Tuesday, 18 November 2008

Where the Ocean Meets the Sky

Greetings from Stockton, IL population 2000 not including the cows!

I arrived safely in the U.S. on Sunday morning and still in one piece to my parents home on Monday night. I have to confess I will never again complain about TSA or traveling commercially again. Traveling home from Iraq was hands down the most physically and psychologically exhausting experiences of my life!

First off, I mentioned that my shift had been rearranged and I was now starting work 4 hours earlier. This was extremely unfortunate for me because much as I tried to force myself to bed earlier, I just could not fall asleep. My body couldn't understand why were were doing to sleep during the "day" so I went into this marathon of traveling already sleep deprived. Last Wednesday after 3 hours of sleep we met at 7:00am to pick up our three 70lb duffel bags from our rooms, ran some necessary errands and then convened at the Red Cross office until it was time to leave for the airport. We made the airport run in two shifts because we couldn't fit all 12 duffels in the car. I ended up passed out on the canteen couch while most of this was going on, but around 11:30 my team leader roused me and said we were off to the airport.

I should emphasize that for security reasons the military is frustratingly vague regarding your departure time and flights are always "subject to change."  For this flight I believe we left around 4:30pm after waiting about 4.5 hours. We were in our body armor and Kevlar helmet which is always an enlightening experience (okay, more like encumbering-the flack vest weighs 35 lbs and the helmet is so heavy you have to fight to keep you head straight).

We flew in a C-130 to Kuwait which was sort of fun. Once in Kuwait we were bussed in a black out convoy to Ali-Al Salem military base. From there we checked in, made sure we were on the manifest for our flight back to the States on Saturday and then we checked into billeting and hauled our insanely heavy duffels to our tent. This was another highlight of the extravaganza home. They issue you one bunk in a dusty 16 person tent. I should clarify that Al Al Salem is fondly called "Tent City" because it is a transient camp. The mattress is rubber and you are issued no bedding: no sheets, no pillow, no blankets! So all of us pulled out anything we had to compose a make-shift bed. To top it all off, the lights are supposed to be on 24/7 so travelers arriving during the night can claim their bunk.

It's safe to say that combined Thursday and Friday nights I got maybe 5 hours of poor sleep. I was really starting to shut down psychologically because the experience was so exhausting and overwhelming it was the only way I could make it through.  All day Friday we sort of futzed around and waited for the other Red Cross teams to arrive. Friday night 4 of the 5 teams had dinner together for the first time since we departed Ft Benning on the Fourth of July.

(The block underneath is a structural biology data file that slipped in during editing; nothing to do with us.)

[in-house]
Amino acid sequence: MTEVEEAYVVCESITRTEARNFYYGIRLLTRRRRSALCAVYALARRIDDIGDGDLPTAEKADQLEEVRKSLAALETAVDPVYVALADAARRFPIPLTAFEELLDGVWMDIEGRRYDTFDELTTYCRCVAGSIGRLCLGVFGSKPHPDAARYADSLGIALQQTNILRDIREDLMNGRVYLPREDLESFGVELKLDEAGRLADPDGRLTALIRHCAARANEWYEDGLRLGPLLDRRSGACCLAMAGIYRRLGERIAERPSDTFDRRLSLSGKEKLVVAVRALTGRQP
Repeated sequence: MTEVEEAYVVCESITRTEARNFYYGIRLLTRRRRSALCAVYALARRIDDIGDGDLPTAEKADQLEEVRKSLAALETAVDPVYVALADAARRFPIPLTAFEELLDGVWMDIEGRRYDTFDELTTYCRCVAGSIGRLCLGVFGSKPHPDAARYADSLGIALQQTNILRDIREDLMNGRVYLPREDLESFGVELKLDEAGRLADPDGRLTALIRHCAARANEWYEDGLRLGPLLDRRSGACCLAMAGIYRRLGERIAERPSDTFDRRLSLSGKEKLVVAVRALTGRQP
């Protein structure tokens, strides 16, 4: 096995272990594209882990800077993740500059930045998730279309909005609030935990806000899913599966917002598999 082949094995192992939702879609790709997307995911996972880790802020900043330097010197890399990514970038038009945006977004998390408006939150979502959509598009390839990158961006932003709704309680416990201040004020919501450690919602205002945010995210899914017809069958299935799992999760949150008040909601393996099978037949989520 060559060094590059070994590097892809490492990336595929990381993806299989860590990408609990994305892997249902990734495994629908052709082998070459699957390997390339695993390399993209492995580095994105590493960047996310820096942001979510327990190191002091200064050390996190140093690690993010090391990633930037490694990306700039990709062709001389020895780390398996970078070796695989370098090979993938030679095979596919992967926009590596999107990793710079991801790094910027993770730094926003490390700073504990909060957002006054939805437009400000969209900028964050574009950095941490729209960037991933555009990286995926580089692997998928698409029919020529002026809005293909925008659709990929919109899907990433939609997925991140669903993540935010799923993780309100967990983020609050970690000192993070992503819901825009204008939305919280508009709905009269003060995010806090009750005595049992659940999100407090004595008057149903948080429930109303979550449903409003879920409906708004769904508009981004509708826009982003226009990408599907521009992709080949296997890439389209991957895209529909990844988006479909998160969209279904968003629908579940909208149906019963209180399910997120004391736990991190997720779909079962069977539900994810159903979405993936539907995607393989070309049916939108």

I was up at 0430 on Saturday morning, showered and hauling my duffels to the customs folks by 0530.  There was a flight briefing at 0700 and it turns out that we were redeploying with a unit from Ft Dicks which pretty much filled the plane to capacity, After several hours of waiting we were eventually called in groups to take our duffels through Navy customs and I have to tell you this was nightmarish. Not only was it hot and I was a zombie, but you are forced to haul your duffels through a line that takes almost an hour and then you are made to dump out the duffels you so meticulously packed in front of a customs officer you sifts through everything including your underwear to make sure you are not smuggling knives or guns or war trophies back to the U.S. This was such a demoralizing process and after he's gone through your stuff, you load all your gear and equipment and personal belongings into giant plastic bins and repack your duffels rapido.

Once this was over we proceeded through security to another part of the base where we were held in lockdown with almost no information on our flight. By this time I was so tired that I felt ill and like I said, I just had to shut everything off and go through the motions to make do. We entered lockdown around 1:00pm and sometime around 5:00pm were were in formation and on another blackout convoy to some undisclosed airport location. The ride to the ariport was almost 2 hours and I mercifully passed out. Then we were boarding the plane and I was thanking heaven I got an aisle seat. The first flight was about 5.5 hours and I was awake for most of it. Then we had an hour and a half layover in Germany and then another 9 hour flight of which I mostly slept. We landed at McGuire Air Force Base at 4:00am and dropped off the Ft Dicks bunch and had another 1.5 hour layover and FINALLY we had a two hour flight to Ft Benning and arrived somewhere mid-morning. The suffering wasn't over yet!